Children may experience anxiety, fear, sadness, sleep disruption, disturbing dreams, irritability, difficulty concentrating, and outbursts of anger following a disaster. To assist children in coping after a disaster, learn the signs of mental stress.
A natural disaster can be stressful for families. Young children under the age of eight are especially vulnerable to mental health problems. Following a disaster, some children may develop disorders such as anxiety, depression, and post-traumatic stress disorder. Stress and emotional issues have an impact on children’s physical health, quality of life, and performance at home, school, and in their communities. It is critical to keep children safe both mentally and physically during and after a disaster.
According to a first-of-its-kind study led by University of California, Irvine researchers, repeated exposure to hurricanes, whether direct, indirect, or media-based, is associated with adverse psychological symptoms and may be associated with increased mental health problems.
The findings, which were published today in JAMA Network Open, are critical for understanding the psychological effects of recurring natural disasters, especially in light of the looming threat of climate change. Rather than individuals becoming accustomed to repeated disaster exposure, the findings show that responses to subsequent hurricanes become more negative over time.
Our findings point to a possible mental health crisis among those who directly experienced the storm or knew someone who did, as well as those who spent several hours watching hurricane-related media.Dana Rose Garfin
“We show that people are unlikely to become accustomed to climate-related natural disasters, which will become more frequent and severe in the coming years. Our findings point to a possible mental health crisis among those who directly experienced the storm or knew someone who did, as well as those who spent several hours watching hurricane-related media” Dana Rose Garfin, a UCI assistant adjunct professor of nursing and public health and the report’s first author, agreed.
The first-of-its-kind longitudinal study was conducted by Garfin and her colleagues, Roxane Cohen Silver, Distinguished Professor of psychological science, medicine, and health; E. Alison Holman, professor of nursing; both from UCI and principal investigators of the research; Rebecca Thompson, Ph.D., UCI postdoctoral scholar in psychological science; and Gabrielle Wong-Parodi, Ph.D., assistant earth system science professor, and a center fellow at the Woods Institute for the Environment, Stanford University.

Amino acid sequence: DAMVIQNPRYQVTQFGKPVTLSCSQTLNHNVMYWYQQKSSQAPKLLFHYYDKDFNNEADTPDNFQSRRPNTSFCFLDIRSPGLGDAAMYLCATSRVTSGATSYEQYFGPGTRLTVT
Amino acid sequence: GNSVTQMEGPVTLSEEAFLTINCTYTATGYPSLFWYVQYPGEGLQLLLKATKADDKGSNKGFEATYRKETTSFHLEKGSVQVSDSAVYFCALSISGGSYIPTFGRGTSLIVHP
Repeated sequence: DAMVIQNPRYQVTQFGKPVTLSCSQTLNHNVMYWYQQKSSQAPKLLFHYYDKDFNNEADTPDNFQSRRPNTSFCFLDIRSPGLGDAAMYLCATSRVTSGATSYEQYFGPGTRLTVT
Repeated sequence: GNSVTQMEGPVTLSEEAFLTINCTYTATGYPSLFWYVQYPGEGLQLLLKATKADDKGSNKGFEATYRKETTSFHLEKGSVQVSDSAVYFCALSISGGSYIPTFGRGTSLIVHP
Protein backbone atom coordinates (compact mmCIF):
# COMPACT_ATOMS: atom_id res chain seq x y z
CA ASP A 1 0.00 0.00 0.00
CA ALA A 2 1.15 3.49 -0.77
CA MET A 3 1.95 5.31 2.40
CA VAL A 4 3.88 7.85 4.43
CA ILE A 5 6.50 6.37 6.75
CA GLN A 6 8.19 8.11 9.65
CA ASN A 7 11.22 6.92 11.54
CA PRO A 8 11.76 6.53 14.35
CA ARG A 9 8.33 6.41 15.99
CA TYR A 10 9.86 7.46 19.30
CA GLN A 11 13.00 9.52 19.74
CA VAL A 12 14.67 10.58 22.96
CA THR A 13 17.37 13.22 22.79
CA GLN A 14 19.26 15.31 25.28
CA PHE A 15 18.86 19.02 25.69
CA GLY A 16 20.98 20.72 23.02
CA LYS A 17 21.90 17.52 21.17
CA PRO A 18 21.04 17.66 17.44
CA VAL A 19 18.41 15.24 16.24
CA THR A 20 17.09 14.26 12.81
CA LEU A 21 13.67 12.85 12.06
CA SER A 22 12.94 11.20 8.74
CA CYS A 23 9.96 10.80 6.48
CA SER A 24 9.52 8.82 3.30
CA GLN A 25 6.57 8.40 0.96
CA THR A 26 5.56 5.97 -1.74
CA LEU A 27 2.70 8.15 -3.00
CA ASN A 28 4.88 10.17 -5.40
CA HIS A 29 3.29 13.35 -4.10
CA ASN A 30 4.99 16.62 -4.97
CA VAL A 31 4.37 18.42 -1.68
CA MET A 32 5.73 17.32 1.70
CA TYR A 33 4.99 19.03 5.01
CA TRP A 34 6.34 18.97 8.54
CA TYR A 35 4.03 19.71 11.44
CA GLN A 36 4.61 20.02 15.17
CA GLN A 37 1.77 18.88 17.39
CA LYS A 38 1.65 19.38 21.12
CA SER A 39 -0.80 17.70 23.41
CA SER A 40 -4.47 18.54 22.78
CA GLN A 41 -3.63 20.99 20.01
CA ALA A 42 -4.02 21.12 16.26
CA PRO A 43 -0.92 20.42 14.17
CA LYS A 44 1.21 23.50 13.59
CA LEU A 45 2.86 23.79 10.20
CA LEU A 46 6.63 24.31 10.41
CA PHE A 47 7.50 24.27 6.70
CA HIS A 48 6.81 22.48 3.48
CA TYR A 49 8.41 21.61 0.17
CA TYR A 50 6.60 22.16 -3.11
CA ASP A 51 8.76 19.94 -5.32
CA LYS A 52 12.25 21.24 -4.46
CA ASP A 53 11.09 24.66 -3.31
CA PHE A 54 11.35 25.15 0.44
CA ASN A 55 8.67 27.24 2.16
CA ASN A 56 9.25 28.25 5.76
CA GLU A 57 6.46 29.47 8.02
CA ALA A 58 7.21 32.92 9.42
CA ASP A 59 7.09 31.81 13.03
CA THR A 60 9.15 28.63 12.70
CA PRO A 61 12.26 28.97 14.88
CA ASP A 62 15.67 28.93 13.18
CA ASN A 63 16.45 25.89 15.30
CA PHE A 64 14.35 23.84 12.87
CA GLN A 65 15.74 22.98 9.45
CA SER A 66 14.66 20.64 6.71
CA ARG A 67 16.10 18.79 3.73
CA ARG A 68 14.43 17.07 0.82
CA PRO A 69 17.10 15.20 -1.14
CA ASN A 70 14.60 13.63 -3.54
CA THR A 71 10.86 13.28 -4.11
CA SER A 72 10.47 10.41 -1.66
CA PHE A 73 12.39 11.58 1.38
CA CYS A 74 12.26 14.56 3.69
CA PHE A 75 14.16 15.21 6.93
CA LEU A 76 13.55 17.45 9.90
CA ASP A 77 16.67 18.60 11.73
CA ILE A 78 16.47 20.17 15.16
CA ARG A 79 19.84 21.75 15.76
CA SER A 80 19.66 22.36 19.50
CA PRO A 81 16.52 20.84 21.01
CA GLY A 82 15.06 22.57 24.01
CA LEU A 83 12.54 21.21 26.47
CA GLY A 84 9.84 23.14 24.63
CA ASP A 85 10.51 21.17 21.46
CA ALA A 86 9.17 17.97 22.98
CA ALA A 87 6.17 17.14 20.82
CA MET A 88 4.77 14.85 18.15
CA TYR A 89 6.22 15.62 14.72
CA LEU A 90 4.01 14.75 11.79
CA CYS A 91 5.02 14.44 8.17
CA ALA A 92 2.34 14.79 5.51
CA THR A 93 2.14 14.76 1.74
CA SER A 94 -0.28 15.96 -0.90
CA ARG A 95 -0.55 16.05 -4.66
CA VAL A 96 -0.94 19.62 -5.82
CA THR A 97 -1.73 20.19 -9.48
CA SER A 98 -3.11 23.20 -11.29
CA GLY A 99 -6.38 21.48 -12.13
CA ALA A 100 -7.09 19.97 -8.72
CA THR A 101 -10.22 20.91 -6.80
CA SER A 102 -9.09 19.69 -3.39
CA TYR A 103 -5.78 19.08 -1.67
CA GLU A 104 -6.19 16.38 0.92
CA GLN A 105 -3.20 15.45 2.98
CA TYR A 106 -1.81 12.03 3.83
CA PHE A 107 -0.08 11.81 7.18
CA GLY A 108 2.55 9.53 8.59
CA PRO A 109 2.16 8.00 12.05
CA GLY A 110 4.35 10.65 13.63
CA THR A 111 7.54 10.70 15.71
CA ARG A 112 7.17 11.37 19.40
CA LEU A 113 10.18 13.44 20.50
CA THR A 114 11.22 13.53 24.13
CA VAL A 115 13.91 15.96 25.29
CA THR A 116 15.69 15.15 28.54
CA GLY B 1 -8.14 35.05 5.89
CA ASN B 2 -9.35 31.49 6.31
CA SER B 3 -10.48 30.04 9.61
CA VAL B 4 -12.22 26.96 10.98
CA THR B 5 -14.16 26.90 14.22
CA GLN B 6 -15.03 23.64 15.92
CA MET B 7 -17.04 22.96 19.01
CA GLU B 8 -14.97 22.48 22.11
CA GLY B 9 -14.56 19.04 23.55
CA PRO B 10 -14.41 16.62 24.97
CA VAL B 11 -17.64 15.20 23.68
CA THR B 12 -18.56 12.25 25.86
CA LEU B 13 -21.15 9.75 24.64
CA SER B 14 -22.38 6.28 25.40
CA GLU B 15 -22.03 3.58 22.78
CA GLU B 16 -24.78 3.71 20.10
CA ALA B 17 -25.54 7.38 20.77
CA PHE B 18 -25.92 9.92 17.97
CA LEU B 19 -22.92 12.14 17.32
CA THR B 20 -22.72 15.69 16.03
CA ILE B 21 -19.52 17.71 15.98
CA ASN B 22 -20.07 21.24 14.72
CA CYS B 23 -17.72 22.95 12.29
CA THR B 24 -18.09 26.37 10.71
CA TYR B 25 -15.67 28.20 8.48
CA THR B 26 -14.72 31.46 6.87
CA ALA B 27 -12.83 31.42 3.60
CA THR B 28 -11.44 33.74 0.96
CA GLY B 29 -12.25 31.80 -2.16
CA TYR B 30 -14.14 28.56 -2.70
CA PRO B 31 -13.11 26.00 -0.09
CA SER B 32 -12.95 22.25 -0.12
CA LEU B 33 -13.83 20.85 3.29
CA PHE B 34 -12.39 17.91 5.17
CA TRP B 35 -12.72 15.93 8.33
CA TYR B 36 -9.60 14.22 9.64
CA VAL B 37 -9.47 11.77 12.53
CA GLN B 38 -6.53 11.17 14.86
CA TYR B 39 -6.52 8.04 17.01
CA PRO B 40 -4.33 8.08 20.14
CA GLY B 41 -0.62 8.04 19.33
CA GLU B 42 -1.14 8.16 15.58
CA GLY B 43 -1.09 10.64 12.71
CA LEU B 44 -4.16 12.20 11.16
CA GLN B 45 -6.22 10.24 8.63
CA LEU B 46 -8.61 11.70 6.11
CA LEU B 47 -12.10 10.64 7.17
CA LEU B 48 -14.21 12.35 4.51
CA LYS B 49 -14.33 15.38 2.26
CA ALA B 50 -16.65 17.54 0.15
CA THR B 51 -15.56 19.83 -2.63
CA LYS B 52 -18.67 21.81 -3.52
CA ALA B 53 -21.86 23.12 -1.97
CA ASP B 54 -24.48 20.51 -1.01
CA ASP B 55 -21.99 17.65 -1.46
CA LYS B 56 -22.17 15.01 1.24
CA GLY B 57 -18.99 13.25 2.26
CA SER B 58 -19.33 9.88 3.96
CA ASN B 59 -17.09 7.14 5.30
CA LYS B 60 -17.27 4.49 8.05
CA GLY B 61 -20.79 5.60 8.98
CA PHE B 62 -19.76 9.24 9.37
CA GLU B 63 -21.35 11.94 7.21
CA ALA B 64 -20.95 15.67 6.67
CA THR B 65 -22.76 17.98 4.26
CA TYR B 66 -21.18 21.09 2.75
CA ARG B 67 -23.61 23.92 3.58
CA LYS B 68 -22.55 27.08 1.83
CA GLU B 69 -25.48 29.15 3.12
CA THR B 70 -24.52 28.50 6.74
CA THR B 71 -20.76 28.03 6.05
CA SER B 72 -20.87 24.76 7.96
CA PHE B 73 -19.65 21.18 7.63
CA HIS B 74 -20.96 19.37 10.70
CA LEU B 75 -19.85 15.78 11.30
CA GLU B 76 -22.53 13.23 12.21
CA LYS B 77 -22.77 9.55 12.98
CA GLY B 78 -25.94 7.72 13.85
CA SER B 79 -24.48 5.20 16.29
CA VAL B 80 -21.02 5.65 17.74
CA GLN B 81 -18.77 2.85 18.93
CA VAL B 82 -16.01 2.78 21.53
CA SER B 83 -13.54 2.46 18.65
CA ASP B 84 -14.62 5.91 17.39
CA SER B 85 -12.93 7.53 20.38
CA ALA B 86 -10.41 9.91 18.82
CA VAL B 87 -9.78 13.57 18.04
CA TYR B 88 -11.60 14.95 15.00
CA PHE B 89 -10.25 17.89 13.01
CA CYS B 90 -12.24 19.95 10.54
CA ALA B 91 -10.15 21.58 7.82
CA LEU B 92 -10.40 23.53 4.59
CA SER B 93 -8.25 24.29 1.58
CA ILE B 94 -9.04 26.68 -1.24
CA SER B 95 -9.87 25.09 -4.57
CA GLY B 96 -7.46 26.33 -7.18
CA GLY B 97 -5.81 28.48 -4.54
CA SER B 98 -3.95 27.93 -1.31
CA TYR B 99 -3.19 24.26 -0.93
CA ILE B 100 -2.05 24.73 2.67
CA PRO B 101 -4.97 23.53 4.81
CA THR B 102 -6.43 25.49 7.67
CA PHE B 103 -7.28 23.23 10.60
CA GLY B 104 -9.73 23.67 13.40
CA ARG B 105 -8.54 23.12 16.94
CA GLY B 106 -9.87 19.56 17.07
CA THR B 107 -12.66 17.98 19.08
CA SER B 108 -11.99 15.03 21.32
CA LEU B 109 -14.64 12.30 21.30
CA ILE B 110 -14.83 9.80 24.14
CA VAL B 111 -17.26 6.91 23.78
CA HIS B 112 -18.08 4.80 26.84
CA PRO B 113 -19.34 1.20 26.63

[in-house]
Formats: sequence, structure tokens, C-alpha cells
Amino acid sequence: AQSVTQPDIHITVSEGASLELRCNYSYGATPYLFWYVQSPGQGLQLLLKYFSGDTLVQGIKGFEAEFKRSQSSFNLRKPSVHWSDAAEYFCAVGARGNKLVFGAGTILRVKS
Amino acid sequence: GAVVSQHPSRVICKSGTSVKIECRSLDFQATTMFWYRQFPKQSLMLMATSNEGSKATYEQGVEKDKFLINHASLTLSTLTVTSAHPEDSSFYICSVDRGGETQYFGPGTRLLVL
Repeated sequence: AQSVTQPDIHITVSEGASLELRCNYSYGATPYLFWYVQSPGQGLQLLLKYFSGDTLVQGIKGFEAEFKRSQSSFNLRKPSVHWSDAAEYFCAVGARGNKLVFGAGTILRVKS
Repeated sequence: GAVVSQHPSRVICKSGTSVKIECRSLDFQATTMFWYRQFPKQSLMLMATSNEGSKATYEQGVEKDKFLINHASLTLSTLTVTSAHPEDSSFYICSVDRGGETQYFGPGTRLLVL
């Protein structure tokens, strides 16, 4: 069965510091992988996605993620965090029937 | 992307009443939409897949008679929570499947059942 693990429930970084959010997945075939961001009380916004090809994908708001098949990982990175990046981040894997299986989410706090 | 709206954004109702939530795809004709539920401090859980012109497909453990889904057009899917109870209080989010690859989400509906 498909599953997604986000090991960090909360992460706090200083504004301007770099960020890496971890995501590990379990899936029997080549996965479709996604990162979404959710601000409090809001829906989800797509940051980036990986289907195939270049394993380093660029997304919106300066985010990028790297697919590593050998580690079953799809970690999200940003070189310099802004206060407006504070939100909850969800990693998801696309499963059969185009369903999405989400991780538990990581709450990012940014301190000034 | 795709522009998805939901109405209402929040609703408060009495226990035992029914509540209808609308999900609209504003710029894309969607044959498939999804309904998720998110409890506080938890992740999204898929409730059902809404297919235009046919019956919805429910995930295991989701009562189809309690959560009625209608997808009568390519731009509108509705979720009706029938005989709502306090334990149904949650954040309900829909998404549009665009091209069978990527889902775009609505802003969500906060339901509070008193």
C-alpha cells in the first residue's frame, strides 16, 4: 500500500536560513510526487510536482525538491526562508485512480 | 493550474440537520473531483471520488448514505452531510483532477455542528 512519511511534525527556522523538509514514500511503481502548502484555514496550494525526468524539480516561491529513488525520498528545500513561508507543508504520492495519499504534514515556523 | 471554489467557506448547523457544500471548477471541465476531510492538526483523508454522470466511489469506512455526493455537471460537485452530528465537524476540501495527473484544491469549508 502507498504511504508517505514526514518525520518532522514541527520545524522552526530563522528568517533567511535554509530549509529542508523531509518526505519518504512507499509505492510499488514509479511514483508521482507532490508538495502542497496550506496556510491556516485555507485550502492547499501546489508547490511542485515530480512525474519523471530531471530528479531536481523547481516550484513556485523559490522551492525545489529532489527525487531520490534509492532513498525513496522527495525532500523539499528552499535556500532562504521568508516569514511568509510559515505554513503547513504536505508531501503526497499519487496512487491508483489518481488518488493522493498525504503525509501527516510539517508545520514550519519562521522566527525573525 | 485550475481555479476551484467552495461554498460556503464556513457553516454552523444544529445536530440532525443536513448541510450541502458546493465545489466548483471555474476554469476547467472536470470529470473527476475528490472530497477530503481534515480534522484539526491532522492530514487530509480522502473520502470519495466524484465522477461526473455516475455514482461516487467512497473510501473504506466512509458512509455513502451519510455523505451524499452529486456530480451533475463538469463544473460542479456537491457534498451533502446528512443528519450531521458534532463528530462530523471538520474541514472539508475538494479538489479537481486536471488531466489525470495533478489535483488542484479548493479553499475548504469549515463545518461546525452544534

The team assessed Florida residents in the hours before Hurricane Irma made landfall and examined those same individuals again following Hurricanes Irma and Michael to detect any mental health changes that might have occurred over time. Both were Category 5 storms that hit in succession – Hurricane Irma in September 2017 and Hurricane Michael in October 2018.
The team found that repeated exposure to the threat of catastrophic hurricanes was linked to symptoms of post-traumatic stress, depression, anxiety, and ongoing fear and worry. In turn, these psychological symptoms were associated with greater social- and work-related impairment, including difficulty interacting with others, and performing work tasks and other daily activities.
“Some distress is normal in the aftermath of traumatic and extremely stressful events,” Garfin explained. “Most people will recover and become more resilient over time. However, as climate-related disasters such as hurricanes and wildfires become more common, this natural healing process may be hampered by repeated threat exposure. Furthermore, we followed people over two hurricane seasons, and our findings show that as people experience multiple occurrences over time, psychological symptoms accumulate and intensify, potentially indicating a mental health crisis.”
According to team members, anxiety can be an adaptive response to disasters and may motivate people to take protective action in preparation for the next event. They recommend that future research investigate how to leverage that reaction in ways that do not worsen mental health ailments. They also believe that because of the strong link between media engagement and distress, social channels and mainstream outlets can play an important role in effectively communicating the risk of increased distress with repeated threat exposure.